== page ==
“I'm a huge fan of street racing because I think we're living in a time where we have to make what we do as a sport, as a business, we have to make that as accessible and easy to as many people as possible,” Marks said. “We can't have people work hard to try to find us, try to come to our races, do what we do.
“When you go street racing, you take your product to the people. You take it right to a city. You have a lot of people that come to the race that aren't race fans, but they want to see what it's all about, what's going on. From that standpoint, I'm a huge fan of street racing.
“I think it's a big unknown as far as how next week is going to go. I think street racing requires a lot of restraint. It requires a lot of patience and intelligent race craft.”
The Chicago Street Race has all the ingredients to be a major event. But will the style of racing on the track, match the event status?
“My hope is we have an event where there's a lot of green flag racing,” Marks explained. “I think the potential is there that we don't. I think all the competitors in the sport, everybody, is going to have to do a lot of work this week to make sure that everybody is prepared to race in a forum like that, in an environment like that.
“But in general, I'm really excited about the street racing concept. It's kind of how racing -- it is how racing started.
“Automobile racing started 100 years ago, 125 years ago, was putting cars on roads and seeing who could get the fastest from one point to another. That's to me the purest form of the sport. You put souped-up cars on a street and see how fast they can go down the street. I think it's a beautiful thing from that standpoint.
“There's just so many unknowns about where the sport is today and everything. I am hopeful that it's going to be a really, really great weekend. I think it has the potential to be a great weekend. It's why I'm racing for Jockey, Chevrolet on Saturday because I'm excited to be a part of it, because I'm a believer in that concept.
“As far as expectations, how I think it will go, I've talked to a lot of drivers the last couple of weeks. The consensus is nobody knows how it's going to go. That probably bodes well for all of us.”
What also bodes well for Trackhouse is the surge of momentum that the team brings with them from last weekend.
Marks is confident Chastain’s big win at Nashville, the home of Trackhouse Entertainment, is the spark of momentum that will carry the team to greatness the second half of this season.
It was Chastain’s third career NASCAR Cup Series victory, his first this season, and came on an “old school” NASCAR oval.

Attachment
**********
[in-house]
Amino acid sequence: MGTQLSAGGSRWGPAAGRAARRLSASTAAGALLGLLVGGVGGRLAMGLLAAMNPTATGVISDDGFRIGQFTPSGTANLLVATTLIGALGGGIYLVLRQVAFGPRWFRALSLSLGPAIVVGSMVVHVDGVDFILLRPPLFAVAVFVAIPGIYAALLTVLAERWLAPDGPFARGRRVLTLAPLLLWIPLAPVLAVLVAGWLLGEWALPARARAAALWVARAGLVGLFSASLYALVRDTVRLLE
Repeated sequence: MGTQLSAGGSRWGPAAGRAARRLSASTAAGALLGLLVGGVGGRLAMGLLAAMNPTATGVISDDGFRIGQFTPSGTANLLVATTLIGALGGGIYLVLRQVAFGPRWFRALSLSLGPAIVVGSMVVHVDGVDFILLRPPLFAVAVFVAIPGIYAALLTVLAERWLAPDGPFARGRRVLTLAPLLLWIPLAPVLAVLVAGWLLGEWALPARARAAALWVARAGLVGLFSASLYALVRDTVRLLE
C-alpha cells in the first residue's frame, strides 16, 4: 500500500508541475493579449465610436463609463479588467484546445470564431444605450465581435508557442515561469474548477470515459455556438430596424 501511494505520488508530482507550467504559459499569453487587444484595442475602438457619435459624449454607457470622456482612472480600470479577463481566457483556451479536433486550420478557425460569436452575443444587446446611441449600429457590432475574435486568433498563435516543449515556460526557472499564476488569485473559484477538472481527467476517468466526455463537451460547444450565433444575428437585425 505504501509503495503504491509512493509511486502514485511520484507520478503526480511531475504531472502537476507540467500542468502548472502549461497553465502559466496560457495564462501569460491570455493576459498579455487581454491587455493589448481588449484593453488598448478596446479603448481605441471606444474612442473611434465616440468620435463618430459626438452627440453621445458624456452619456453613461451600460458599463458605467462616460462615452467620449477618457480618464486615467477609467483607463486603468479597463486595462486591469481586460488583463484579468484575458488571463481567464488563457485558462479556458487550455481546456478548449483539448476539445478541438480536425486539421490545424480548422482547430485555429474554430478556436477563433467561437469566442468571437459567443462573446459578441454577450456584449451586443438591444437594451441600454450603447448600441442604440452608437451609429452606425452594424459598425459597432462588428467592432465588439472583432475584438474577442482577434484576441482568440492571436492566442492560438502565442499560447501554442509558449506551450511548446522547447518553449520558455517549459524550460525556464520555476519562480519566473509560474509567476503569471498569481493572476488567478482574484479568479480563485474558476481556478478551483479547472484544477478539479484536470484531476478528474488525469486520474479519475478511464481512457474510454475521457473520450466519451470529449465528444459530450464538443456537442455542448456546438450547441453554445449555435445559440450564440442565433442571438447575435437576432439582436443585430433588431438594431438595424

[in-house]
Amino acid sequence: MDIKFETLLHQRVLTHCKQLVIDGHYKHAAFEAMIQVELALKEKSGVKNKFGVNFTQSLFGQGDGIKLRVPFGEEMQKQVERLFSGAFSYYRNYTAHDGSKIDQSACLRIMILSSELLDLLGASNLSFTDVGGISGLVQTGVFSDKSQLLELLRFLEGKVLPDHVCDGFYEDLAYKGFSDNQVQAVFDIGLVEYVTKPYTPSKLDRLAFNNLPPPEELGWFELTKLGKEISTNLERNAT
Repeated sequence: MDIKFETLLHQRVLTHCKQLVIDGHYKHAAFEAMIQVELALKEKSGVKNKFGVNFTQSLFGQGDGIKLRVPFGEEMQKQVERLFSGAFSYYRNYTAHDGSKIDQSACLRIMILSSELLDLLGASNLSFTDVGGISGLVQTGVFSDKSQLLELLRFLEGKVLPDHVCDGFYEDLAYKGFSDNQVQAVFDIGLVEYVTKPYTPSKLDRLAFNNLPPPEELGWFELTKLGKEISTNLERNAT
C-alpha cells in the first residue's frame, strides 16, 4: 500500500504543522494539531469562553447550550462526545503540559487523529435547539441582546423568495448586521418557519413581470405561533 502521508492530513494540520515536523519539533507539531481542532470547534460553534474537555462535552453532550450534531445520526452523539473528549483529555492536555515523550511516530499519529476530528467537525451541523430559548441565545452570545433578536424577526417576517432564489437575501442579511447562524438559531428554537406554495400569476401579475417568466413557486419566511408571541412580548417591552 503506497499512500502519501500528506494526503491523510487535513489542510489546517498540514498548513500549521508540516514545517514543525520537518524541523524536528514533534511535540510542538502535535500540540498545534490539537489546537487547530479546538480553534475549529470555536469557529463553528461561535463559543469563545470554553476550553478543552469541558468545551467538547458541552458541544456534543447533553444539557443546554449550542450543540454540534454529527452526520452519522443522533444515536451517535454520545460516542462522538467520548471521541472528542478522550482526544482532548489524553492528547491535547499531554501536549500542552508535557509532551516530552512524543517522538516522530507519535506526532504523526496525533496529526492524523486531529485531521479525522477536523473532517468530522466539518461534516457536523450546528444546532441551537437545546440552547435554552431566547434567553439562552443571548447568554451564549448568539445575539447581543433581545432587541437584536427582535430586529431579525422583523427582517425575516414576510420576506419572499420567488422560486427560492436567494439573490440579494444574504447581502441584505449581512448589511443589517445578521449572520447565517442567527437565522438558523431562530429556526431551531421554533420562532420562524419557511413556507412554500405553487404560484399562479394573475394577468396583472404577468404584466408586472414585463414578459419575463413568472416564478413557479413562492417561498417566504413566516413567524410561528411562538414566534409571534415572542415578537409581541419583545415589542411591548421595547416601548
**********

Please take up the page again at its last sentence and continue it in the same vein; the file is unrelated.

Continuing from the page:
“It’s hard to beat the first, the first win last year at COTA,” Chastain said after the win. “Nashville is where the word ‘Trackhouse’ was formed. Justin moved here with his family. Steve Smith and everybody at Tootsies went to a meeting with them, take a chance on me, I will make it pay off for you. Tootsies was one of the early sponsors of the 99 in 2021.
“Justin told me that story. He still lives here. Ty Norris (Trackhouse President) lives here, Dean Stoyer (Chief Brand Officer) lives here with Trackhouse 360.
“It's incredible the thought that we won here. It's mind-boggling. It's hard to line that up, have a fast car here.
“For us the 1 team, all three years we've been here with our group, has been capable of running in the top five. Tonight, we put it all together. So incredible.
“It's bigger than anything. It's an oval, a circle track. It's lift, slide, hit the gas and brake, turn the wheel. My boys and girls on the No. 1 team have not let me forget that. They have been pushing me on that. Take you seriously when you win on an oval track.
“This 1 team, before Trackhouse and I were a part of it, was very different iterations, but they were winning races in the Cup Series. They've been here and done it. They wanted to see me do it on a true oval.”
Chastain’s win has locked him into the NASCAR Playoffs for the second-straight year. It also proved the tremendous confidence Marks had in the driver from Alva, Florida when he retained him after purchasing Chip Ganassi Racing in July 2021.
All of that flashed through Marks’ mind as he celebrated last Sunday night’s big win at Nashville.
“Just watching Ross do what Ross does, what he's capable of doing out there, what a bright future we have as a company,” Marks said. “Sunday night (in Nashville), I think we just saw what kind of driver he is.
“It's an amazing moment for our company.”